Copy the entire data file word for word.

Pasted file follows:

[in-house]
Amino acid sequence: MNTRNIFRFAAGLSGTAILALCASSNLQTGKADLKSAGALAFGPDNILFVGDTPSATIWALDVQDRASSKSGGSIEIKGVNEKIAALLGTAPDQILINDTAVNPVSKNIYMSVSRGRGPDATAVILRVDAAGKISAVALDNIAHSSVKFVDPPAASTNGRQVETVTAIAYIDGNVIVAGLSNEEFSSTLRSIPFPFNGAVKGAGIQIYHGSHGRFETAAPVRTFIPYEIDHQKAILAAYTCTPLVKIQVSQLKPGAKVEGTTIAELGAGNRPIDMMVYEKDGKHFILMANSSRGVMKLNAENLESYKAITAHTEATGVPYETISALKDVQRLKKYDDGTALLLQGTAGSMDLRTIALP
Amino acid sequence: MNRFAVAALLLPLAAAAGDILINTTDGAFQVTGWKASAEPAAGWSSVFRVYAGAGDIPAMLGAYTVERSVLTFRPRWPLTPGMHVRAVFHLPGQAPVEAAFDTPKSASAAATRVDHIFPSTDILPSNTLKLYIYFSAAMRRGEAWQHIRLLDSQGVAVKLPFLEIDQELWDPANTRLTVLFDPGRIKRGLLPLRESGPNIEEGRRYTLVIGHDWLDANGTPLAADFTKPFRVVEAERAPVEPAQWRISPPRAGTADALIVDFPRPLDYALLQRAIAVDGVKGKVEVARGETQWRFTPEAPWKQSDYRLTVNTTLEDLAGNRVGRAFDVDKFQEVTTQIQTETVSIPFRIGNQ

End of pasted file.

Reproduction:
[in-house]
Amino acid sequence: MNTRNIFRFAAGLSGTAILALCASSNLQTGKADLKSAGALAFGPDNILFVGDTPSATIWALDVQDRASSKSGGSIEIKGVNEKIAALLGTAPDQILINDTAVNPVSKNIYMSVSRGRGPDATAVILRVDAAGKISAVALDNIAHSSVKFVDPPAASTNGRQVETVTAIAYIDGNVIVAGLSNEEFSSTLRSIPFPFNGAVKGAGIQIYHGSHGRFETAAPVRTFIPYEIDHQKAILAAYTCTPLVKIQVSQLKPGAKVEGTTIAELGAGNRPIDMMVYEKDGKHFILMANSSRGVMKLNAENLESYKAITAHTEATGVPYETISALKDVQRLKKYDDGTALLLQGTAGSMDLRTIALP
Amino acid sequence: MNRFAVAALLLPLAAAAGDILINTTDGAFQVTGWKASAEPAAGWSSVFRVYAGAGDIPAMLGAYTVERSVLTFRPRWPLTPGMHVRAVFHLPGQAPVEAAFDTPKSASAAATRVDHIFPSTDILPSNTLKLYIYFSAAMRRGEAWQHIRLLDSQGVAVKLPFLEIDQELWDPANTRLTVLFDPGRIKRGLLPLRESGPNIEEGRRYTLVIGHDWLDANGTPLAADFTKPFRVVEAERAPVEPAQWRISPPRAGTADALIVDFPRPLDYALLQRAIAVDGVKGKVEVARGETQWRFTPEAPWKQSDYRLTVNTTLEDLAGNRVGRAFDVDKFQEVTTQIQTETVSIPFRIGNQ